Each time NASA gets a new budget from Congress, a recurring debate takes a spin through a media cycle or two. At its simplest this conflict of opinion is a split between people who think Americans give NASA too much money and those who think it’s not enough. There are the more nuanced arguments too, those that hinge on specific line items and whether or not a specific program or ambition is worth it (or not worth it). But all the noise can largely be distilled into a question that looms ever larger in the current age of austerity: is what we’re getting out of NASA worth what we’re putting in? Is space science a good investment?
When the most recent NASA budget was handed down in February, the media frothed even a bit more than usual. The budget had been cut pretty modestly given the current political climate, but the cut more or less targeted a specific division of NASA: planetary sciences, the division that puts rovers on Mars, orbiters around objects like Saturn and the moon, and visits other bodies around our solar system like the asteroid Vesta and Kuiper Belt objects.
The budget slashing had an immediately tangible impact, as NASA pulled out of two planned Mars missions (leaving the European Space Agency holding the bag). And the debate, of course, was on. Figures like Neil deGrasse Tyson--arguably the most visible and coherent defender of NASA and space science--was quoted widely espousing the view that NASA is persistently underfunded and that a NASA with means and a mission will not only inspire a generation to pursue big things, but will spawn whole new economies and technologies, creating jobs and prosperity along the way.
Then there’s the other side. The Atlantic’s Megan McArdle put it succinctly in a story titled “Neil deGrasse Tyson is wrong about NASA.” NASA “has been a laughable mess for years now,” she wrote. If it’s economic benefits we’re after, the growing commercial space sector is where we should look for growth, not to a government agency that lacks a clear path forward (NASA lovers, don't get riled toward The Atlantic; it gave Tyson a forum as well).Both sides of the argument have their merits, and the point of this piece is not to declare one side of the argument more valid than the other. But it’s worth noting that Tyson, if he is wrong, isn’t completely wrong. The policy experts can argue budgets and administration and the politics of NASA. We’re simply arguing that Tyson is correct when he says investments in space science pay dividends here on Earth. They have done so famously in the past, and they continue to do so as you read this sentence.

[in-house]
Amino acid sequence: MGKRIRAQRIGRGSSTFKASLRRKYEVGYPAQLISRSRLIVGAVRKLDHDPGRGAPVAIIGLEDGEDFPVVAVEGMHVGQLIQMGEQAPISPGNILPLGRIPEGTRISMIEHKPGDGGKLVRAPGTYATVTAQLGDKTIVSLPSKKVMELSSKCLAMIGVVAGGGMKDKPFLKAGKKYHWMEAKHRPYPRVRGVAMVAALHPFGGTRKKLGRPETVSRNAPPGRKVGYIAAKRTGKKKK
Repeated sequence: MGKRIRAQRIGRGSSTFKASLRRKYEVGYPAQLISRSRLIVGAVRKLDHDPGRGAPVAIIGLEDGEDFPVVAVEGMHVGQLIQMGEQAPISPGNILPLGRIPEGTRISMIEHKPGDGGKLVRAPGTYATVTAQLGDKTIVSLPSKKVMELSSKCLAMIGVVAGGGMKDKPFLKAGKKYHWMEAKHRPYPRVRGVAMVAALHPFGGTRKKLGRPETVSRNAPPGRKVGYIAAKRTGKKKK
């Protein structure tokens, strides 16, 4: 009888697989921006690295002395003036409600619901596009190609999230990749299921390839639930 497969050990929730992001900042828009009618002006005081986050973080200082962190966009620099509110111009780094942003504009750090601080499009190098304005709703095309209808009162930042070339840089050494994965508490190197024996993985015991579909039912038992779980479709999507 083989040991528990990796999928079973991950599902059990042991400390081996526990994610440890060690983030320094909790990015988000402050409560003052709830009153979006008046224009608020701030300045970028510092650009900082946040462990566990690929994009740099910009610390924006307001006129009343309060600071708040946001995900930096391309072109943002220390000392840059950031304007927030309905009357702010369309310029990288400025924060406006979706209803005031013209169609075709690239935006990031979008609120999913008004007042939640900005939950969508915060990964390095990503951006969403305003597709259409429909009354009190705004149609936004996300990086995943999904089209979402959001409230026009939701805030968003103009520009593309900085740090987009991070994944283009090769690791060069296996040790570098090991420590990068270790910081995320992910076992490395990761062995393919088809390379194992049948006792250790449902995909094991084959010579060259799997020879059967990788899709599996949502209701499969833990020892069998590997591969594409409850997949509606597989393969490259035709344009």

When we pay (and sometimes we pay handsomely) for things like the James Webb Space Telescope, for a new Mars rover, or to extend the life of the ISS, we are paying for the capabilities that those specific pieces of technology provide--we’re paying for the object itself. But the technologies and know-how that fall out of those things--better optometry tools borne from the world’s most sophisticated space telescope or a Salmonella vaccine enabled by microgravity research on the ISS, for instance--create benefits that we never would have otherwise experienced.
Times are lean, and we still have to pick and choose what space ambitions are worthwhile to pursue. But it is narrow-minded to think that our space science dollars are simply being spewed out into the vast blackness beyond the sky. Many of those dollars come right back down to Earth in the form of new knowledge and technologies that enrich life right here on the surface. Click through to the gallery above for a rundown of a few of our favorite ongoing space investments that are paying technological dividends on Earth at this very moment.
Note: The Atlantic article cited above displays two different bylines on The Atlantic's site: Megan McArdle and Katherine Mangu-Ward. We're not sure why. The point is, one of them wrote the piece.
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